Chicago Mob Cop Don Herion Dies At Age 90, Career Spanned Over 50 Years

Chicago News

CHICAGO (CBS) — Don Herion, a legendary Chicago mob cop, whose law enforcement career spanned over half a century passed away Thursday at the age of 90.

    (Credit: Tom Herion)

Herion investigated organized crime for both the Chicago Police Department and the Cook County Sheriff’s office where he ran the Vice Detection Unit.

Born in Chicago in 1929, he started on the force in 1955. Herion also had a career in Hollywood where he played a police officer or worked as technical adviser in numerous films including Public Enemies with Johnny Depp, Next of Kin with Patrick Swayze, Raw Deal, U.S. Marshals and Backdraft.

Herion also wrote three books including “Pay, Quit or Die” which was based on his mob busting tactics that netted thousands of arrests and broke up countless illegal gambling operations.

In a review of the “Chicago Way” book, CBS 2’s John Drummond called Herion “the top expert in the Chicago Outfit’s gambling operations,” noting that Herion made more than 4,000 raids in his career and locked up hundreds of mobsters.

(Credit: Tom Herion

CBS 2 Investigative reporter Dave Savini covered numerous stories about Herion’s crime busting work.

“Herion was the real deal, his true grit and dogged pursuit of the bad guys took the kinds of twists and turns you only see in Hollywood movies which is probably why he had such successful second career as writer and actor,” said Savini. “He had plenty of real life material to draw from and I think the bad guys, especially the Chicago mob, would have preferred he was an actor from the start and never a cop.”

(Credit: Tom Herion)

He is survived by his wife Genevieve, six children and 13 grandchildren. He was surrounded by 20 family members when he passed away.

An excerpt from his book reads:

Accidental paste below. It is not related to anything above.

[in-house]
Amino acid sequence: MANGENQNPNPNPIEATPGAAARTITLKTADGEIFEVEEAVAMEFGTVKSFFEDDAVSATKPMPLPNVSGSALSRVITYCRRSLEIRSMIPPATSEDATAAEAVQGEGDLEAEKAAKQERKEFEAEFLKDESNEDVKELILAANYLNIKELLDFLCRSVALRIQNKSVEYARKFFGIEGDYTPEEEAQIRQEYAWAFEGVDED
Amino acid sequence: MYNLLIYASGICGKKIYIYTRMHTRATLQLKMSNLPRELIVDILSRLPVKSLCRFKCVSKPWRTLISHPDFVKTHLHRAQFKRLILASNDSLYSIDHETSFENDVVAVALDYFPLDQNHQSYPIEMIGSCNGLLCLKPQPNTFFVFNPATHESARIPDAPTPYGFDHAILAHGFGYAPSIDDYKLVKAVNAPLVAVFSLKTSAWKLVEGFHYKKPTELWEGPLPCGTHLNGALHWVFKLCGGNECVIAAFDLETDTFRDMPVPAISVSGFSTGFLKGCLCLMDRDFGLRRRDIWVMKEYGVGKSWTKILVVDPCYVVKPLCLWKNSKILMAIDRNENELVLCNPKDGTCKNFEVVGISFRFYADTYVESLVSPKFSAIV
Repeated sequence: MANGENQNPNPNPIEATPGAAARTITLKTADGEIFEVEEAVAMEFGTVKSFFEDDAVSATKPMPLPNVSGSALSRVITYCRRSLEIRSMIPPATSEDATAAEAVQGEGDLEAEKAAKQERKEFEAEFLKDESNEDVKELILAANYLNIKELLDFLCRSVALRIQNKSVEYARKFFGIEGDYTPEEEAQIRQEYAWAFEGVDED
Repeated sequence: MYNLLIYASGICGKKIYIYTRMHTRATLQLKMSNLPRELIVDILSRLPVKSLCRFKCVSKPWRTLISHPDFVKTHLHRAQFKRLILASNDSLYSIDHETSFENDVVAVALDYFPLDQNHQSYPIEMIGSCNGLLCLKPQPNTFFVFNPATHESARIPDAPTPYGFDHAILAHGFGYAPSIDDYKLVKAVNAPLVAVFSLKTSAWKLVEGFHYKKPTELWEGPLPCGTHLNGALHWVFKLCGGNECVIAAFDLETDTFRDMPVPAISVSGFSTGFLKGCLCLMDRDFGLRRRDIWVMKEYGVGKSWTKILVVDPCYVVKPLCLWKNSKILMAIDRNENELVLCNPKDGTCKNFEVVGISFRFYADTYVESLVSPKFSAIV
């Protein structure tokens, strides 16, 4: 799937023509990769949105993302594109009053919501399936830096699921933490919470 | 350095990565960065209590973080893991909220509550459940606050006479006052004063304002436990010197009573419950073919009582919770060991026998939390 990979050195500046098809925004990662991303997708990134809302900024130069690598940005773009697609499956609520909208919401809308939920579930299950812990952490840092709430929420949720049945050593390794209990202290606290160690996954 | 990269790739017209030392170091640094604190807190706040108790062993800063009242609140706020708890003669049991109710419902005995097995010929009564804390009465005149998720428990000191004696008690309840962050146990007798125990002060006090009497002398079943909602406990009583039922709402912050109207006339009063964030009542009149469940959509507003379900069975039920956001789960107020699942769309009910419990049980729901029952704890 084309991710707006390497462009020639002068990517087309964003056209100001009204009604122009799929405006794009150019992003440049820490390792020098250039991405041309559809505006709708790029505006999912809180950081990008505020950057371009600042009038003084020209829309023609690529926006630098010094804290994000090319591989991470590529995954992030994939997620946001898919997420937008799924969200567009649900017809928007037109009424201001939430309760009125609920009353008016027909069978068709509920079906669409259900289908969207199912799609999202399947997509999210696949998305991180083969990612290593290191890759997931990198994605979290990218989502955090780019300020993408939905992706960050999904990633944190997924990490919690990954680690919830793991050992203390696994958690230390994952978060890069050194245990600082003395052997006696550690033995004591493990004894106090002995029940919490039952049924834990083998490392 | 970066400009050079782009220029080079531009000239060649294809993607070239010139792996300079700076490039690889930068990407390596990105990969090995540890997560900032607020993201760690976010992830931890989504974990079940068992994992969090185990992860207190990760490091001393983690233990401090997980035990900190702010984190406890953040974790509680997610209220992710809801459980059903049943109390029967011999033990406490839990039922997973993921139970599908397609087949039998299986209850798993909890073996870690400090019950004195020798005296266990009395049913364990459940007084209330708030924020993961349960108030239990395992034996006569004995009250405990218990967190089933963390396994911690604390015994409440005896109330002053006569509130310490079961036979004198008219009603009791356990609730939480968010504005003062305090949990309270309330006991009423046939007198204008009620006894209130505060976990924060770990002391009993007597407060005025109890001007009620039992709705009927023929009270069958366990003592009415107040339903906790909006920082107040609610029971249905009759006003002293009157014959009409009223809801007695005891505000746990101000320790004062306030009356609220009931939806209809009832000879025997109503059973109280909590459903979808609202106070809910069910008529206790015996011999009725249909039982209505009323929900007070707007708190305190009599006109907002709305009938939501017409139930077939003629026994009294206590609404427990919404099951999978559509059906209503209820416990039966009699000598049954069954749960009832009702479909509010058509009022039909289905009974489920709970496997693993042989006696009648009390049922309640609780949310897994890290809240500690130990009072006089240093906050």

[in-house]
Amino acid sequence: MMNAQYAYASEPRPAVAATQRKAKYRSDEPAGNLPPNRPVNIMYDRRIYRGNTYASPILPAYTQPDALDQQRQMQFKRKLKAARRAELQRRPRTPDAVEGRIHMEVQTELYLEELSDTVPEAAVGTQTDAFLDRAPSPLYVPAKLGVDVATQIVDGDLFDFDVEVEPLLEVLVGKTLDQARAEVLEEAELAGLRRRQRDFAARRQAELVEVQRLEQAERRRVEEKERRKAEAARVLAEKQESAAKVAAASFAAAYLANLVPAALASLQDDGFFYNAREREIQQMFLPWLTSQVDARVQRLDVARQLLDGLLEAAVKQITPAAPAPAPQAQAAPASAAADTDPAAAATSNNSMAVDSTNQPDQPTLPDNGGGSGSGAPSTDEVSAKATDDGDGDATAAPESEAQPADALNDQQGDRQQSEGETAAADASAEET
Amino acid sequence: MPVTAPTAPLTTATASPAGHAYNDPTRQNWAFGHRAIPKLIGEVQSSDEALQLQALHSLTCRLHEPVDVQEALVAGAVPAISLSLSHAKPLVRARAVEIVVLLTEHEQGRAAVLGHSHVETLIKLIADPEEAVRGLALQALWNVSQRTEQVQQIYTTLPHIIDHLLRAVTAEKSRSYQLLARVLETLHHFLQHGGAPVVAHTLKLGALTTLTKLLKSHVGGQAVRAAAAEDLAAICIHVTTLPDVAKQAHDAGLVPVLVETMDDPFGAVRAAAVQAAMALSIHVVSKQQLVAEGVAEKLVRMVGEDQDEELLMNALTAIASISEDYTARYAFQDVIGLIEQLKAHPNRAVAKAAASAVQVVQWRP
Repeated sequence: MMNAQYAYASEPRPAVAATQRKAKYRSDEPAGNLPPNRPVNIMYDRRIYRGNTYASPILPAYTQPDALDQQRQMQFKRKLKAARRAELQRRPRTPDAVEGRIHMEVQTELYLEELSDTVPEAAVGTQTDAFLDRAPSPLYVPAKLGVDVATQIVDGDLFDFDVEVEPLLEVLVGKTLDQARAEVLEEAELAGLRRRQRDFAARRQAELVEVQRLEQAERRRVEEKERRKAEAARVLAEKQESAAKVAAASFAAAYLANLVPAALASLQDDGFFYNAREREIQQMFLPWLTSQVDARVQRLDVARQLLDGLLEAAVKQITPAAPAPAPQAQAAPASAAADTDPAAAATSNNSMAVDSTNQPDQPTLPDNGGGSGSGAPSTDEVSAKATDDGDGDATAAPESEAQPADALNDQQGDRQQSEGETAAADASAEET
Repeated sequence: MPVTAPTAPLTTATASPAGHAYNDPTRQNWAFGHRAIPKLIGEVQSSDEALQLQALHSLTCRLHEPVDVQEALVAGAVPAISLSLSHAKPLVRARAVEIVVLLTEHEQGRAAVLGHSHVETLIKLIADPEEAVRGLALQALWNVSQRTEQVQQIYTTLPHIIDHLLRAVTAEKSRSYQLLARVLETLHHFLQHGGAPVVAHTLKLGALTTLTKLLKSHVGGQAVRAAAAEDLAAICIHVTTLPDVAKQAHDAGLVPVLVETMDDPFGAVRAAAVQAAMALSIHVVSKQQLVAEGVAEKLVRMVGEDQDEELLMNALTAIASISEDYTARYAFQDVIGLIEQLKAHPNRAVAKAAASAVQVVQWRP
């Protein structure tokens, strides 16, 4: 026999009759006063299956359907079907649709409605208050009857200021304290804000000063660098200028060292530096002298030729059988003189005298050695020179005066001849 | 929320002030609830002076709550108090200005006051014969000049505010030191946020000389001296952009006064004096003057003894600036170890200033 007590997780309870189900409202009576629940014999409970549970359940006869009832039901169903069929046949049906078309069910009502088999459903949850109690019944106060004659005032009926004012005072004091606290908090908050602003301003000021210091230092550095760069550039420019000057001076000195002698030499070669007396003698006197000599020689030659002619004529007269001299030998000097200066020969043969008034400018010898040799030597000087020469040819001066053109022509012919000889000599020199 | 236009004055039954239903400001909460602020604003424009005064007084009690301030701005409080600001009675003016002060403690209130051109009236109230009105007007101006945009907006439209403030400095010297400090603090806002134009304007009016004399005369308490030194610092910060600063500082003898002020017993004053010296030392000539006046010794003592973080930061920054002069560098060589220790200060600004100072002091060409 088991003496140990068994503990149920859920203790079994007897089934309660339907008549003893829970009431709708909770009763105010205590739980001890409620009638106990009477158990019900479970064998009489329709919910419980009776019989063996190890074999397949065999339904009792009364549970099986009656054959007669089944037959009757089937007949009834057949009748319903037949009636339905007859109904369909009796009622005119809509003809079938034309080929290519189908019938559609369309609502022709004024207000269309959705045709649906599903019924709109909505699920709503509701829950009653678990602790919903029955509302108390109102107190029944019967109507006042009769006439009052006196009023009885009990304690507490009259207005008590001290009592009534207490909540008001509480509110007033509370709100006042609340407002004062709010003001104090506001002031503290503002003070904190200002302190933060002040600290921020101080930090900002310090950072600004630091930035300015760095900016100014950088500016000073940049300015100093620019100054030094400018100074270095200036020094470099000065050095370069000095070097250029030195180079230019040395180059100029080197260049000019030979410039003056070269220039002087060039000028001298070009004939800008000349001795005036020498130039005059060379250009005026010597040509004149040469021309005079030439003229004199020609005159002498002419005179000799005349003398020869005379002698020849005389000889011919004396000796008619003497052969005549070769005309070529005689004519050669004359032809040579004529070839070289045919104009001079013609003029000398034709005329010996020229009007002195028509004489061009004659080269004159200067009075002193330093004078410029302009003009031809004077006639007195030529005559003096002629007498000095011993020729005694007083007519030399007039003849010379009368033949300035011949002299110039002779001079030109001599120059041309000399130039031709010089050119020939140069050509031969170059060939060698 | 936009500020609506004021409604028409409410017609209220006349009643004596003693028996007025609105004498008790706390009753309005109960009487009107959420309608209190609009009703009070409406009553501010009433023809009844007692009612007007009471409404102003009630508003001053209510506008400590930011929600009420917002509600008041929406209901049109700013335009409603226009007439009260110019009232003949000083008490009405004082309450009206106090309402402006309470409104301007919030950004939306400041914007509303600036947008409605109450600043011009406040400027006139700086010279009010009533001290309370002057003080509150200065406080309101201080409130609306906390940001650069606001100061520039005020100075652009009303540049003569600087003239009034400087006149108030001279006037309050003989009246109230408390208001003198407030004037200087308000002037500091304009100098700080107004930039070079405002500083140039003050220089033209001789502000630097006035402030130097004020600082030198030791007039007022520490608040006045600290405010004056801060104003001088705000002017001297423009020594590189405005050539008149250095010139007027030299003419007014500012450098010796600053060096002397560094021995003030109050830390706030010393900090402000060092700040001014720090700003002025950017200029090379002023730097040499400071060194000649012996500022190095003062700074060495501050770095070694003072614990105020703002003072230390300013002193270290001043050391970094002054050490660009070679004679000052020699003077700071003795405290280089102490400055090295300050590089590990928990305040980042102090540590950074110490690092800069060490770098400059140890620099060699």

Organized crime, the Mafia, or the Outfit as it is known in Chicago, is surrounded by a false glamour that elevates mobsters to the level of swashbuckling folk heroes whose ready violence and savage murders are too often excused in the public mind as acceptable because they only hurt each other. Similarly, illegal gambling, the bread-and-butter racket inevitably combined with loan-sharking and extortion, is widely tolerated because it is perceived to be a victimless crime. Donald H. Herion, a US Army veteran during the Korean War, who grew up in a neighborhood where there was a bookmaker on every corner, sometimes two or three, learned just how wrong all that was when he returned home from the Army and joined the Chicago Police Department. He wasn’t sure that he was doing the right thing at the time because he really never liked cops, but if he didn’t like it, he could always quit he thought. After six years learning the ropes in the patrol division collaring burglars and stick up men, chasing daredevil drivers, calming adversaries in domestic disputes, and riding herd on drunks and dope dealers, he was promoted to plainclothes as a vice cop investigating illegal gambling, narcotics, prostitution and gang bangers. He quickly learned that chasing bookmakers and busting up wire-rooms was a fight against organized crime. 

(Credit: Tom Herion)

Services for Herion will take place at St Cornelius Catholic Church, located at 5430 W. Foster Ave. There will be a 9:30 visitation followed by a 10:00 mass.

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